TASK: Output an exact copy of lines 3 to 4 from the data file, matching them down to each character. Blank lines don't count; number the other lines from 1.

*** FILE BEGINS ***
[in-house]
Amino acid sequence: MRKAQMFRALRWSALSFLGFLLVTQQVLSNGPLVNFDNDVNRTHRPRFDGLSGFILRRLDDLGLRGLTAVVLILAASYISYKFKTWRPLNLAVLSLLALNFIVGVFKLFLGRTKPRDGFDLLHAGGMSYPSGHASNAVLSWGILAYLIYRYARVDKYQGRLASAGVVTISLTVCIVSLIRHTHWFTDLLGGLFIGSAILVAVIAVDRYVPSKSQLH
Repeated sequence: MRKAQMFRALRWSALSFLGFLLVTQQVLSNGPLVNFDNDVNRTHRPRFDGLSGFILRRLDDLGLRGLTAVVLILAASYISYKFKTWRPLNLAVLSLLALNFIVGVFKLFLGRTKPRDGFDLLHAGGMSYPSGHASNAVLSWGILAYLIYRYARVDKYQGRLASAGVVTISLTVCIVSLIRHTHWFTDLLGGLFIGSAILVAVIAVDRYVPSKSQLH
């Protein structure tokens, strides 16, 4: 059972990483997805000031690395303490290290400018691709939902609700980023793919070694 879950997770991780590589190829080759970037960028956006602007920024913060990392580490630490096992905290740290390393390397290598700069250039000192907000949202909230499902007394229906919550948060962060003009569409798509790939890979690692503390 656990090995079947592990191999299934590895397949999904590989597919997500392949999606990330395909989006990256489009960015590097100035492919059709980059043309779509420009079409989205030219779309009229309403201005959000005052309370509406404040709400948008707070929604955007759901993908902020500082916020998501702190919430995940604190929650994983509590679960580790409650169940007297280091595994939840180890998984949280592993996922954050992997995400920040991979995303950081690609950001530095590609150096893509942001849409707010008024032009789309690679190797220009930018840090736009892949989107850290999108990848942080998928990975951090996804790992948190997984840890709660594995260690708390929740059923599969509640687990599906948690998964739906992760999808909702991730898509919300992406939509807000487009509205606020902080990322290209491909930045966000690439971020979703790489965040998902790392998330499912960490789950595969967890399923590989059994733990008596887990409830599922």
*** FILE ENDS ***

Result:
Repeated sequence: MRKAQMFRALRWSALSFLGFLLVTQQVLSNGPLVNFDNDVNRTHRPRFDGLSGFILRRLDDLGLRGLTAVVLILAASYISYKFKTWRPLNLAVLSLLALNFIVGVFKLFLGRTKPRDGFDLLHAGGMSYPSGHASNAVLSWGILAYLIYRYARVDKYQGRLASAGVVTISLTVCIVSLIRHTHWFTDLLGGLFIGSAILVAVIAVDRYVPSKSQLH
């Protein structure tokens, strides 16, 4: 059972990483997805000031690395303490290290400018691709939902609700980023793919070694 879950997770991780590589190829080759970037960028956006602007920024913060990392580490630490096992905290740290390393390397290598700069250039000192907000949202909230499902007394229906919550948060962060003009569409798509790939890979690692503390 656990090995079947592990191999299934590895397949999904590989597919997500392949999606990330395909989006990256489009960015590097100035492919059709980059043309779509420009079409989205030219779309009229309403201005959000005052309370509406404040709400948008707070929604955007759901993908902020500082916020998501702190919430995940604190929650994983509590679960580790409650169940007297280091595994939840180890998984949280592993996922954050992997995400920040991979995303950081690609950001530095590609150096893509942001849409707010008024032009789309690679190797220009930018840090736009892949989107850290999108990848942080998928990975951090996804790992948190997984840890709660594995260690708390929740059923599969509640687990599906948690998964739906992760999808909702991730898509919300992406939509807000487009509205606020902080990322290209491909930045966000690439971020979703790489965040998902790392998330499912960490789950595969967890399923590989059994733990008596887990409830599922």